August 15th, 2006
When Harriet Miller took on Tony Goolsby last time, she did it with one hand tied behind her back.
Goolsby is a 17-year incumbent (see: Entrenched) in Dallas County’s District 102. Historically, it’s been solidly Republican turf – doing around 60 percent for the R’s in the last two statewide elections. So, maybe that’s why the Democratic Party didn’t get behind Miller when she ran against Goolsby in 2004.
It’s not that people didn’t think she was a good candidate. Everyone agrees Miller is sharp, committed, thoughtful… you know, really qualified. Folks just didn’t think she stood much of a chance in that district. So, the party structure didn’t step up to the plate.
Undeterred, Harriet went door to door, talked to voters, shook out some key endorsements, and with a modest $80,000 managed to snag 47 percent of the vote. Folks, that’s a frog’s hair margin in a race like this.
Post-game analysis of the race went something to the effect of…
Party gurus on both sides say they won’t make the same mistake twice. Miller is getting plenty of attention this time. She’s been campaigning hard for several months now and announced last month that she’s raised almost $200,000 so far – well on her way to her $300,000 goal.
The R’s, likewise, are circling the wagons. After 17 long years, Goolsby is what’s known around the Capitol as “furniture,” a do-nothing legislator. But he’s a dependable vote for the Perry/Craddick regime – routinely getting top scores with wing-nut groups like the Texas Eagle Forum and the Young Conservatives of Texas. No surprise, Goolsby scrapes the benthos when it comes to environmental votes. He pulled a 23% on TLCV’s 2005 Scorecard and 12% in 2003.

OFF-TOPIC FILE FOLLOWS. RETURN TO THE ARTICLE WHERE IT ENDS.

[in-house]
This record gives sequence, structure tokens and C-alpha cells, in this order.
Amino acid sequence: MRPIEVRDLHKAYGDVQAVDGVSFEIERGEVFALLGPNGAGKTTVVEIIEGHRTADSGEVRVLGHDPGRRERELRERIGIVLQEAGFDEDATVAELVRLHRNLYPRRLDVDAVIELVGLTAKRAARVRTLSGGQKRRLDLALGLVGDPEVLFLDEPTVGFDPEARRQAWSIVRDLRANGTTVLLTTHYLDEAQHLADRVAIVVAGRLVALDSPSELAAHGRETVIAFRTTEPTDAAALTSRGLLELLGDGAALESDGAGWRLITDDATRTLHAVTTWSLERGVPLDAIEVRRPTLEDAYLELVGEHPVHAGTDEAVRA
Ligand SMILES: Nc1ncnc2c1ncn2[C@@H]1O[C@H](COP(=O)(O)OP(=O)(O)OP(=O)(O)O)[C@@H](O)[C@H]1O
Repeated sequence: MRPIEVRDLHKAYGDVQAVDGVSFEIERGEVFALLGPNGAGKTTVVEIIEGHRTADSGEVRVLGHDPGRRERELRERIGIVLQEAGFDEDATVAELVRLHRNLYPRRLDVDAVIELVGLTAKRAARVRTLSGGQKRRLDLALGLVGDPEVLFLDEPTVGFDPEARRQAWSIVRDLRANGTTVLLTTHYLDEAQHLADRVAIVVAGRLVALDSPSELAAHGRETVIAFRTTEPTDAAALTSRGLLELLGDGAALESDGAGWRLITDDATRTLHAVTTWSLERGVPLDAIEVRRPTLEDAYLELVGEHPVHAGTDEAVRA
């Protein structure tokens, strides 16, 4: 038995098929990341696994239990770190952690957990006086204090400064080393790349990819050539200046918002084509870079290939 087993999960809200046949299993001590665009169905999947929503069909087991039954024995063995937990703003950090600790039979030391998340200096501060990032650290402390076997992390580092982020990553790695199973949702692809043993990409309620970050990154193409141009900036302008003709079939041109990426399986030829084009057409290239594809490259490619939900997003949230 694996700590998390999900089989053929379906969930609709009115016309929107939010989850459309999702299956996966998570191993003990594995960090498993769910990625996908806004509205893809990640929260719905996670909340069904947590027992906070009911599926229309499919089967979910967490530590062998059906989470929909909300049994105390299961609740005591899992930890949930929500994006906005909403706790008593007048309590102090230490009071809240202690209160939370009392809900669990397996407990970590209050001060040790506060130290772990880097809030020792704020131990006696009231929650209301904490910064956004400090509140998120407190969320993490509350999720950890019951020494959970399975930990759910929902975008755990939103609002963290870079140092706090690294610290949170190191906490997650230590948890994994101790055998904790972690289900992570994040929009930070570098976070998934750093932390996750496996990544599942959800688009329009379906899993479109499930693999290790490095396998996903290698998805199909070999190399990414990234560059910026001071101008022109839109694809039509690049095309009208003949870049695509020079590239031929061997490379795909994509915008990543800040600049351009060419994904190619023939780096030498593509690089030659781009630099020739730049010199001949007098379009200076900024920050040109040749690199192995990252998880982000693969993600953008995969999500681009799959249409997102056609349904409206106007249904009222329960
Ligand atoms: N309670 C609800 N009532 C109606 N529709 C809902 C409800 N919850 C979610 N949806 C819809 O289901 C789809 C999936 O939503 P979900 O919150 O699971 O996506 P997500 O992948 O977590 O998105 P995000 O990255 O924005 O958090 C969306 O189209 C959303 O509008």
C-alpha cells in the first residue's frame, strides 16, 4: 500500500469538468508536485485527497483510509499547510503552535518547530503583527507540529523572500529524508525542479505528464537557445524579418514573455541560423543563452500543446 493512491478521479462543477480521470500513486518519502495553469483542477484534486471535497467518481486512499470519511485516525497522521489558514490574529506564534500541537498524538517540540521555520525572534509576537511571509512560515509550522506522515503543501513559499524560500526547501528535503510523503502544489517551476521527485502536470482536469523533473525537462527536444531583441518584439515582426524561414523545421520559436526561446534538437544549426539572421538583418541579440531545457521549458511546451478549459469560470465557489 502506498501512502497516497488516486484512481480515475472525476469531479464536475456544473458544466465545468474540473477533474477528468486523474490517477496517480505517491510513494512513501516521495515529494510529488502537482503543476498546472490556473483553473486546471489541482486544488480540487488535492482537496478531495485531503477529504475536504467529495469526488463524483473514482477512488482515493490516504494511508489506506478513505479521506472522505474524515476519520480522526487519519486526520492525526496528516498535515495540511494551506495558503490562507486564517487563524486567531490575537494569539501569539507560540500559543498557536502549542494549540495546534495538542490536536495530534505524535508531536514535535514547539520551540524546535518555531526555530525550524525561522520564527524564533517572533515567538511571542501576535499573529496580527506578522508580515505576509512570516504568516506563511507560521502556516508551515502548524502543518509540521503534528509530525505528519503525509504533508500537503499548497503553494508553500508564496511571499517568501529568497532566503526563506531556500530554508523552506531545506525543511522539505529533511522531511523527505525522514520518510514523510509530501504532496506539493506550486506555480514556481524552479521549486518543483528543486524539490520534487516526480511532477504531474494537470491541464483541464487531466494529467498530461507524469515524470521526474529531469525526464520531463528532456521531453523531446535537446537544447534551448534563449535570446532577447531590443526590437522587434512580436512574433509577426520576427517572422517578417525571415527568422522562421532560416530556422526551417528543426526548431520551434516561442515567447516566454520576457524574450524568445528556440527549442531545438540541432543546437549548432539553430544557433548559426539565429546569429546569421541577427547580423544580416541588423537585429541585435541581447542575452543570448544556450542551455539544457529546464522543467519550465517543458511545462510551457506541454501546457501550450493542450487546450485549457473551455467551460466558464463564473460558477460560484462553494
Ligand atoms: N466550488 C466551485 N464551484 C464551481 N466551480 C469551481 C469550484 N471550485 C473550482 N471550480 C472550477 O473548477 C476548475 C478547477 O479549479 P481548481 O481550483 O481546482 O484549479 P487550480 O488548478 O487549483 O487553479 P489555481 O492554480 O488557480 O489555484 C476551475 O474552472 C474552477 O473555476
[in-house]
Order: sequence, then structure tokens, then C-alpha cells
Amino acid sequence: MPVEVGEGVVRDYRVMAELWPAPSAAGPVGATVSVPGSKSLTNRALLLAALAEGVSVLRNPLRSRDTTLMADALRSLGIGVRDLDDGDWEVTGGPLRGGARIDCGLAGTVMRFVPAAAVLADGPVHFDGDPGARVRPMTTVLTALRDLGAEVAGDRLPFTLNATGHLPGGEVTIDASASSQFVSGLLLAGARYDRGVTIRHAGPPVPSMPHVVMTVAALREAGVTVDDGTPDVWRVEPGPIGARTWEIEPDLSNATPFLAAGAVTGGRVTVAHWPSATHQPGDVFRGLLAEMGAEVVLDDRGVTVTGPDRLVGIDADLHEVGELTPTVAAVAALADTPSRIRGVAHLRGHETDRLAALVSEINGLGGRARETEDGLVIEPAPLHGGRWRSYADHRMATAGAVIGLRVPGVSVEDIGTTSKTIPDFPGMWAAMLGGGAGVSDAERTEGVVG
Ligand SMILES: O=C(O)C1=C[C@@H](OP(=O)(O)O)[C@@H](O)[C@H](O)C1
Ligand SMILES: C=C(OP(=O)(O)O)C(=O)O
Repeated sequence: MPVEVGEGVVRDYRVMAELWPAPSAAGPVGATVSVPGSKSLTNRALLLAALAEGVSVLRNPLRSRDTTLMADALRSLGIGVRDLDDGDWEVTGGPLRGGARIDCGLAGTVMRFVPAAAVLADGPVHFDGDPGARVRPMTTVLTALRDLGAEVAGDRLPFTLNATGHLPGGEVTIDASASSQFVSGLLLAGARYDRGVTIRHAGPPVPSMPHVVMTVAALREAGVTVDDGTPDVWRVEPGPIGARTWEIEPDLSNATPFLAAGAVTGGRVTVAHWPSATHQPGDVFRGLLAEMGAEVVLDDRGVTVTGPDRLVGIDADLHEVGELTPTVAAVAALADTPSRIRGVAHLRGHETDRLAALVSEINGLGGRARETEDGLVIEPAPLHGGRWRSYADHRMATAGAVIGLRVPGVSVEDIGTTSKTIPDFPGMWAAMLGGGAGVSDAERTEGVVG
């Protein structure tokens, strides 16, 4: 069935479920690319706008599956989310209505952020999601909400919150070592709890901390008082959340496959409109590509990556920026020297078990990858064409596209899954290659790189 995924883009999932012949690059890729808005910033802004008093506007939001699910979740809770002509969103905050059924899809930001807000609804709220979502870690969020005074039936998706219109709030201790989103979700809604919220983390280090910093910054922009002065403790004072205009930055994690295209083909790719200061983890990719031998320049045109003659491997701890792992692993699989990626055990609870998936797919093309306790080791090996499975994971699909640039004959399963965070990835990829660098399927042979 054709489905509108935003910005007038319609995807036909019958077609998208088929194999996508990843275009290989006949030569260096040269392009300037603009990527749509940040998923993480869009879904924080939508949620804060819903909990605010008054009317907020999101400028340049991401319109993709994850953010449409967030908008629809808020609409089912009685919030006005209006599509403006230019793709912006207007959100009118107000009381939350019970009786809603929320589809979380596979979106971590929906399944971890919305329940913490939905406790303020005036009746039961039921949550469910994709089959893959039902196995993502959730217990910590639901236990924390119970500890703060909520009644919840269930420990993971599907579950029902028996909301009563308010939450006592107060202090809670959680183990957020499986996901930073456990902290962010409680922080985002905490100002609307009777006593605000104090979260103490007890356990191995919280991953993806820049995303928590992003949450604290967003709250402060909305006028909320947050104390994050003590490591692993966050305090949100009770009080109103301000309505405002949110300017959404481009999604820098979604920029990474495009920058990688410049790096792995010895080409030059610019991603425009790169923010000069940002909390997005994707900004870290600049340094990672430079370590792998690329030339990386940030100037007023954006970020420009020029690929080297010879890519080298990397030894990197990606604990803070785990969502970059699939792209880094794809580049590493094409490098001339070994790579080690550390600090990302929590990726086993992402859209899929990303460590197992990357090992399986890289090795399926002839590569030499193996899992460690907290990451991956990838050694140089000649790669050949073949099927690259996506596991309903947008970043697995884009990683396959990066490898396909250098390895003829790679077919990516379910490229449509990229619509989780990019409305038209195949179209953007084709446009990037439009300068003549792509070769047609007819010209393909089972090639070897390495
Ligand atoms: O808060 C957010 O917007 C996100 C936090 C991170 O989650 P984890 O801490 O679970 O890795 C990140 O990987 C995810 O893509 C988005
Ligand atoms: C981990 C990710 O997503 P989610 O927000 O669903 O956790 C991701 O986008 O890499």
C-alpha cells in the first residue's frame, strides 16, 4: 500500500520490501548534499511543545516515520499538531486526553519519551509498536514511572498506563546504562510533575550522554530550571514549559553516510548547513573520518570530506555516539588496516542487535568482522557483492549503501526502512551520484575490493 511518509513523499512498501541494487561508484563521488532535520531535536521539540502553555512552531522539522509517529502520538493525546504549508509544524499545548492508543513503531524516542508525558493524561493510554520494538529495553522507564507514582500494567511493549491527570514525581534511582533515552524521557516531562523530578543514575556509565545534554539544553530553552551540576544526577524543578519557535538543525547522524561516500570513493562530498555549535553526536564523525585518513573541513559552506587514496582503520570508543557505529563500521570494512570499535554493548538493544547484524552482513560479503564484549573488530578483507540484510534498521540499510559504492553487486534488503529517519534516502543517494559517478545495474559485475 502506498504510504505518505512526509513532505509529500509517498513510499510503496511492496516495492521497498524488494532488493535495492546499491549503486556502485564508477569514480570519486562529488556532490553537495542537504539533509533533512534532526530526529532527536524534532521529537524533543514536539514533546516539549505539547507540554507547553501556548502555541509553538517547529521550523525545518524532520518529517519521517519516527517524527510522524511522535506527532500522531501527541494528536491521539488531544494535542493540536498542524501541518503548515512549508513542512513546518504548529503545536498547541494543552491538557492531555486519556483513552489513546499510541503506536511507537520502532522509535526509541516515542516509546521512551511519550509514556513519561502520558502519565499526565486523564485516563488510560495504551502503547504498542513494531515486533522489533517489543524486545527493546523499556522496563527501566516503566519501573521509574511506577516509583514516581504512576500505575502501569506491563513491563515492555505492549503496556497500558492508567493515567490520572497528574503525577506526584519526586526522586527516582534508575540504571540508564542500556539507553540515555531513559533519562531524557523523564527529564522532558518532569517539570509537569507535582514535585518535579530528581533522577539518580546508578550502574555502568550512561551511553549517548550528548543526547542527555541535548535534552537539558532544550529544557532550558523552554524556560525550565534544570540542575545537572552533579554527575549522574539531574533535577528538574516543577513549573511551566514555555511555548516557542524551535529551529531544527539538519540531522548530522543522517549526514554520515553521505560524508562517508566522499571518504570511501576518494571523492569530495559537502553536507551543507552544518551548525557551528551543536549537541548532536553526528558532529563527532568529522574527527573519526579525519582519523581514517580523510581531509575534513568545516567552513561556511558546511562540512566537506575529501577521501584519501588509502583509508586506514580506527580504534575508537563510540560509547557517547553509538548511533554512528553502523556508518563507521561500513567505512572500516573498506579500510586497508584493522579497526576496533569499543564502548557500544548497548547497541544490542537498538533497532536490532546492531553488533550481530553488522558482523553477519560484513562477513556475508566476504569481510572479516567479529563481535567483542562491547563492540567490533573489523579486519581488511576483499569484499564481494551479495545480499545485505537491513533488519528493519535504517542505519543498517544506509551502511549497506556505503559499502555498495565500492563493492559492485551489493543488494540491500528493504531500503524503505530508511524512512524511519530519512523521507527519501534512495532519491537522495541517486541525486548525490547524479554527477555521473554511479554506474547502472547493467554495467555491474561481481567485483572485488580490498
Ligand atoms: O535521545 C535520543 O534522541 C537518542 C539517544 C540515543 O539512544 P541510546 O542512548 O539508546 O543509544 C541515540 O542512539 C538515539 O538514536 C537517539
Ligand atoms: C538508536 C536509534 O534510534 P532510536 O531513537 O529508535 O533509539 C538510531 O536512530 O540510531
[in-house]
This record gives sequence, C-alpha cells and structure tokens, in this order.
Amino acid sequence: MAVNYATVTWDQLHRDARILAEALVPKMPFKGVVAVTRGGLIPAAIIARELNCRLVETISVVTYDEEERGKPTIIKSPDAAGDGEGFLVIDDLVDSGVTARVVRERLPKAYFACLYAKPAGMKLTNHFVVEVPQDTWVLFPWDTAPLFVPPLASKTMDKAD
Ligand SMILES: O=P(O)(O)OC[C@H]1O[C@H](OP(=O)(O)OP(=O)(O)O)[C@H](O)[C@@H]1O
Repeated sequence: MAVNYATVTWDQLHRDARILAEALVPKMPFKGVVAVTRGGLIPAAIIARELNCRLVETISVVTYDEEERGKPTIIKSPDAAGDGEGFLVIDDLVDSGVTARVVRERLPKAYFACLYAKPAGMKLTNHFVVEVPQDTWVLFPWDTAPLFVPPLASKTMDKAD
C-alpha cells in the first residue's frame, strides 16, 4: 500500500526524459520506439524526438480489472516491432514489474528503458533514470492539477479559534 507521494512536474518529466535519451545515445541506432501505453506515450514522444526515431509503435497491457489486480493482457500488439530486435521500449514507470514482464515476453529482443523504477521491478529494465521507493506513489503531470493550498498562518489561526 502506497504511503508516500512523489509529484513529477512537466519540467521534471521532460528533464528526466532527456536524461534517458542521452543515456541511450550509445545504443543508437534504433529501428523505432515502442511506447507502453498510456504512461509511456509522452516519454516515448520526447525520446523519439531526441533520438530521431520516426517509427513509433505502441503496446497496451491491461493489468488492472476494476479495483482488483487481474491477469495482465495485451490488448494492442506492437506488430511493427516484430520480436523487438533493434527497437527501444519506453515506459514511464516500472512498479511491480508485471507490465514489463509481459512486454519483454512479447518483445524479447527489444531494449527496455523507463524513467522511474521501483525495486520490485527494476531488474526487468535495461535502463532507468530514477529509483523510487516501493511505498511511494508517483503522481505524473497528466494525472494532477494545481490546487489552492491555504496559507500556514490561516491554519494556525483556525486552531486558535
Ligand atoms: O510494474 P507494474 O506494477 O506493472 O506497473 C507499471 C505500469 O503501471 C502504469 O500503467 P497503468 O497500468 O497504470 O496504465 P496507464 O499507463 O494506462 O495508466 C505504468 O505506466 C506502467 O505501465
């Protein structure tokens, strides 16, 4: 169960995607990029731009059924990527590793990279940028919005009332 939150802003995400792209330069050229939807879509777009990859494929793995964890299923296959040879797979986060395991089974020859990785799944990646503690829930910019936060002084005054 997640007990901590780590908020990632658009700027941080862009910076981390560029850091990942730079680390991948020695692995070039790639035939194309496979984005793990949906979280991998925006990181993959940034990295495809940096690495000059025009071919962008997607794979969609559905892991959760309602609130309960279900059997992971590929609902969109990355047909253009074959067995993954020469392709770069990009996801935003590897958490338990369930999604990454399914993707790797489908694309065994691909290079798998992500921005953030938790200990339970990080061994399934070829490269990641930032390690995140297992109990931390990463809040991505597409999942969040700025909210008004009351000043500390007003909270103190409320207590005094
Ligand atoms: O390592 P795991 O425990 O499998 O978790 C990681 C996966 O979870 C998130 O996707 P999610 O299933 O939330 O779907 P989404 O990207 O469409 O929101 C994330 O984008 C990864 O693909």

So, the Republican leadership would really like to keep this guy around. Problem is, his constituents are waking up to the fact that he isn’t doing them any favors. And ol’ Tony – bless his heart – isn’t doing himself any favors either. …Which brings us back to furniture.
In a February front page story, the Dallas Morning News reported that Goolsby used campaign contributions to furnish his Austin dwelling with discount furniture made by Texas prison inmates – some big box shopping that isn’t available to your average taxpayer.